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Yoda's point is that like a lot of mental and physical coordination skills, it matters how you think about it. He isn't saying "don't try", he's saying "don't think of it as 'trying'", which is an entirely different statement. It's actually a very common observation when learning new skills. Initially you 'try' to do it, thinking about ...


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It's not a logical statement. It's about that mental processes that go on in your head. Trying is not the goal. If your goal is to try, you won't succeed, because it's easier to just try and then stop. Should you wake up in the morning and say to yourself "Today I am going to try to fix my car"? No! You should say "Today I am going to fix my ...


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IMO The point of this statement is to say that there is no such thing as trying. If you try you are already doing it, and either you may fail or not and you have to live with the consequences. You can not try and if it doesn't work out, you just reset and try again pretending nothing happened, because that attempt is now part of your history. So you only ...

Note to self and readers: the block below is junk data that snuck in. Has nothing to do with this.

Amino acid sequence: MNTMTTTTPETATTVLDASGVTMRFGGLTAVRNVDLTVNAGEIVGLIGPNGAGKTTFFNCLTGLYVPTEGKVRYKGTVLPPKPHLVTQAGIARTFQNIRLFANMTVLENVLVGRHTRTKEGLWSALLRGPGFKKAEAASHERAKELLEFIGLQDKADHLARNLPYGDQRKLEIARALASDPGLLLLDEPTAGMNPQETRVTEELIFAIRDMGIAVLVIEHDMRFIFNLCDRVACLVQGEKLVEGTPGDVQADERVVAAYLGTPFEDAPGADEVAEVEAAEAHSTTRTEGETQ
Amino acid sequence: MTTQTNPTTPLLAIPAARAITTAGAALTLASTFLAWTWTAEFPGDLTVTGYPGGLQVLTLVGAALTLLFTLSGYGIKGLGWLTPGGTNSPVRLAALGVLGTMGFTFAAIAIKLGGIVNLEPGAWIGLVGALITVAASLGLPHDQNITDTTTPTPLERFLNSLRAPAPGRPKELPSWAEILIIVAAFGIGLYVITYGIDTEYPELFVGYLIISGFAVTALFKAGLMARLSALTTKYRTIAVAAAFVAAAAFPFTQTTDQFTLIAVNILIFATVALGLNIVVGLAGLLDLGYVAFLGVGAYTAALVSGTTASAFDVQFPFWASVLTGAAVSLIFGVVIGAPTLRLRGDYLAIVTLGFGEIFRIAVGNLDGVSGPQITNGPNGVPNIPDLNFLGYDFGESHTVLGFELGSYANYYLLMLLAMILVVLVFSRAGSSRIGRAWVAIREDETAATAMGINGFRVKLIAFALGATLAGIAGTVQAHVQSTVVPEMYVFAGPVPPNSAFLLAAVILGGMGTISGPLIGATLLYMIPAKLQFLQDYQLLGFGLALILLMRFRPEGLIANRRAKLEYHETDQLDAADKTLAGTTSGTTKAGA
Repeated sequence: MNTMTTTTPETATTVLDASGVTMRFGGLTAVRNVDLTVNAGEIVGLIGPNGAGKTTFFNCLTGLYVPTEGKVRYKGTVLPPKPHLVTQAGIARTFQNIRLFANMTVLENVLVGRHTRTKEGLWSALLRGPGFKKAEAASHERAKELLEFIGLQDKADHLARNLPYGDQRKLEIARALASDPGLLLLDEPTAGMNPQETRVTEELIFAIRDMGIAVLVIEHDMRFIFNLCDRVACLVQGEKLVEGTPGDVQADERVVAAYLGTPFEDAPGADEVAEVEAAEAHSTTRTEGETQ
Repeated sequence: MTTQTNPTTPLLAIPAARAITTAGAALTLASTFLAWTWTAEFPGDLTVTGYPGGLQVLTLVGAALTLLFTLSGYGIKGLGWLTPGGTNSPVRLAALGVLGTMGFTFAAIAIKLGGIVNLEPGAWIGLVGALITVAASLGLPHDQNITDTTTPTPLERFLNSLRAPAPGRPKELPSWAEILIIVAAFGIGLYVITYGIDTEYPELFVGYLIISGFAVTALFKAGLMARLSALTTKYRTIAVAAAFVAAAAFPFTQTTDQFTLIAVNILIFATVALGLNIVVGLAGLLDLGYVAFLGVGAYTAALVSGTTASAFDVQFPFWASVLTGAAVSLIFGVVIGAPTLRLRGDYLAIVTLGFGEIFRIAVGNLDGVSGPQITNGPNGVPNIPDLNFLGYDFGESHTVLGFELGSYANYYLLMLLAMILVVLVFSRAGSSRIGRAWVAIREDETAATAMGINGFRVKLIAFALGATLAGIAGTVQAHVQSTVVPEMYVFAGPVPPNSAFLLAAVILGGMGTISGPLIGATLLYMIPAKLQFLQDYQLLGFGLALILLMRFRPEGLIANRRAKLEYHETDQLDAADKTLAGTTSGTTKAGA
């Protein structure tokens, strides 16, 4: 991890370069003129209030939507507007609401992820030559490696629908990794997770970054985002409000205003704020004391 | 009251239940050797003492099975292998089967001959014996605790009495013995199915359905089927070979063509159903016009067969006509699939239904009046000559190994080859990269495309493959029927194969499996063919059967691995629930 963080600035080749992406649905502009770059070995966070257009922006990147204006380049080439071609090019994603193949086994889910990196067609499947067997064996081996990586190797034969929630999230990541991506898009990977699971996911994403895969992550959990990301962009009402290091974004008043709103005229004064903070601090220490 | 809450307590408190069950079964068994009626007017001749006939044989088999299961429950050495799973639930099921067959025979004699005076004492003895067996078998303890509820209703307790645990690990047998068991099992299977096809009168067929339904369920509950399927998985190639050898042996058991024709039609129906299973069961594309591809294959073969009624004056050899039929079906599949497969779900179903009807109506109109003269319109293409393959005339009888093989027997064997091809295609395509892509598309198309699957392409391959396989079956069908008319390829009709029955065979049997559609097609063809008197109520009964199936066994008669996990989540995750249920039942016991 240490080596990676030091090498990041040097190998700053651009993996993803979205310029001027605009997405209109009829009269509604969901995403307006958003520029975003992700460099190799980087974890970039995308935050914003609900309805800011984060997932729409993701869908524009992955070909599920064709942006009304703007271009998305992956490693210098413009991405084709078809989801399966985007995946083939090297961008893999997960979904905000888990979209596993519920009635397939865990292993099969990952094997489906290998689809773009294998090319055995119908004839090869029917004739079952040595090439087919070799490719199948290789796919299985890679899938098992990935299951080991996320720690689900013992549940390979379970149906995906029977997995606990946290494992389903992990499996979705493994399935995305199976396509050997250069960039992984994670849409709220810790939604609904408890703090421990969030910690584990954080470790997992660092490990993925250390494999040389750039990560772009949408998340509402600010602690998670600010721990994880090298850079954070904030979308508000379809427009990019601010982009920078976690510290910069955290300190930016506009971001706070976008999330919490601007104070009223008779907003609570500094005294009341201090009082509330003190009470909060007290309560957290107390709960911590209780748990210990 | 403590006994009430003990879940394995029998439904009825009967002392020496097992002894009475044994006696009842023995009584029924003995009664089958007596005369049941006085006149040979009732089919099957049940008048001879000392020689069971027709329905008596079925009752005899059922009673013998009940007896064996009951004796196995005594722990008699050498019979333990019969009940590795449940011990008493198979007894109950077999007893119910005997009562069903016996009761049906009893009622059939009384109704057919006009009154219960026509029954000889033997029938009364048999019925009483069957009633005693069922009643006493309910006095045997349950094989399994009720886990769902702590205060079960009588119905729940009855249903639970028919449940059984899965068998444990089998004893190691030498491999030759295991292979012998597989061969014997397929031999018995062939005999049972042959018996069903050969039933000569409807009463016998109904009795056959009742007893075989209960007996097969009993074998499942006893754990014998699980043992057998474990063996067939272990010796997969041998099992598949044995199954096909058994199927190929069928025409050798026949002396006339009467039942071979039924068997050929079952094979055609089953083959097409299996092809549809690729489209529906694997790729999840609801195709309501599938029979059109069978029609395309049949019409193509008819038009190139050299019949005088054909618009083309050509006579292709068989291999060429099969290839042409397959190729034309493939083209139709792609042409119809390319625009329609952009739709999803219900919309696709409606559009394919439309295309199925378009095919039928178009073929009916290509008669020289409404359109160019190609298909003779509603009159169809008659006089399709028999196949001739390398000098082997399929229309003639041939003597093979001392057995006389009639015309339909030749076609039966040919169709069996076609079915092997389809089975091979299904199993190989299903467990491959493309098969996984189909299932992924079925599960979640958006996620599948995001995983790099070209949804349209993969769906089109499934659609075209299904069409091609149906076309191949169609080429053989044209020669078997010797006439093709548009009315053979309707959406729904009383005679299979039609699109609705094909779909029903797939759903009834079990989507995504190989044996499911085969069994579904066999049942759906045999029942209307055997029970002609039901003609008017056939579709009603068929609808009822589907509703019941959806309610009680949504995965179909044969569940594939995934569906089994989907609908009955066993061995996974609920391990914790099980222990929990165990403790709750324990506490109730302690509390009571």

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Steve Caballero asking himself "Do or Do not". I always remember this quote when I want to drop in with a skateboard on a very steep ramp (but still much lower than on the above picture). If I merely "try", I can be sure I won't put all my weight into the ramp, and I'll fall backwards and get badly injured. So I either : have to accept ...


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When read as a literal statement, it would be called a fallacy. However, Yoda is not saying that "there is no such thing as trying". Suppose there is a heavy rock in front of you. You can choose to lift it, or not. "I'm going to try to lift it" is more accurately interpreted as "I'm going to undergo actions intended for lifting it, ...